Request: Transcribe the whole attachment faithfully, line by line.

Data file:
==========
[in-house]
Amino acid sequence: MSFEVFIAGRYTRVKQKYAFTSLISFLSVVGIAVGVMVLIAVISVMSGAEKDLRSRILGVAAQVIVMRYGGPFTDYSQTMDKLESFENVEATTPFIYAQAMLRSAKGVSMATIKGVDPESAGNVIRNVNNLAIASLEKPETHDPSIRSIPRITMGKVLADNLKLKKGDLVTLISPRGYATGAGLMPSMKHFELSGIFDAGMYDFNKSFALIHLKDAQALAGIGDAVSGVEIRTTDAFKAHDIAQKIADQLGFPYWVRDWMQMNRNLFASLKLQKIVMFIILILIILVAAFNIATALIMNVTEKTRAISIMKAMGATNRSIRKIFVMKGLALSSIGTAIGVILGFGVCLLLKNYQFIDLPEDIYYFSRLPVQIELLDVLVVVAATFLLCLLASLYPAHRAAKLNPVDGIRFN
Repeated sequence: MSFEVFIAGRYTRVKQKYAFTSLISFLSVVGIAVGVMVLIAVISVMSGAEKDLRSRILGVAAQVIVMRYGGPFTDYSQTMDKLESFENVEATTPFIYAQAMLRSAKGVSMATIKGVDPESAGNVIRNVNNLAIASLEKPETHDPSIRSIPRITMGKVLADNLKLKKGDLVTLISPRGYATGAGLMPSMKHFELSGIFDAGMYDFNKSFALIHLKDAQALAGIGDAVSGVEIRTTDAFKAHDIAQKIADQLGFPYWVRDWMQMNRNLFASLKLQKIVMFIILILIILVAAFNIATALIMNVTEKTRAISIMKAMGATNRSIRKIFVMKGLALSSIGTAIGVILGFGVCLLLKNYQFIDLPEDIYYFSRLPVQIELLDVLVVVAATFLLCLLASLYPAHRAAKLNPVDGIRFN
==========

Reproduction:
[in-house]
Amino acid sequence: MSFEVFIAGRYTRVKQKYAFTSLISFLSVVGIAVGVMVLIAVISVMSGAEKDLRSRILGVAAQVIVMRYGGPFTDYSQTMDKLESFENVEATTPFIYAQAMLRSAKGVSMATIKGVDPESAGNVIRNVNNLAIASLEKPETHDPSIRSIPRITMGKVLADNLKLKKGDLVTLISPRGYATGAGLMPSMKHFELSGIFDAGMYDFNKSFALIHLKDAQALAGIGDAVSGVEIRTTDAFKAHDIAQKIADQLGFPYWVRDWMQMNRNLFASLKLQKIVMFIILILIILVAAFNIATALIMNVTEKTRAISIMKAMGATNRSIRKIFVMKGLALSSIGTAIGVILGFGVCLLLKNYQFIDLPEDIYYFSRLPVQIELLDVLVVVAATFLLCLLASLYPAHRAAKLNPVDGIRFN
Repeated sequence: MSFEVFIAGRYTRVKQKYAFTSLISFLSVVGIAVGVMVLIAVISVMSGAEKDLRSRILGVAAQVIVMRYGGPFTDYSQTMDKLESFENVEATTPFIYAQAMLRSAKGVSMATIKGVDPESAGNVIRNVNNLAIASLEKPETHDPSIRSIPRITMGKVLADNLKLKKGDLVTLISPRGYATGAGLMPSMKHFELSGIFDAGMYDFNKSFALIHLKDAQALAGIGDAVSGVEIRTTDAFKAHDIAQKIADQLGFPYWVRDWMQMNRNLFASLKLQKIVMFIILILIILVAAFNIATALIMNVTEKTRAISIMKAMGATNRSIRKIFVMKGLALSSIGTAIGVILGFGVCLLLKNYQFIDLPEDIYYFSRLPVQIELLDVLVVVAATFLLCLLASLYPAHRAAKLNPVDGIRFN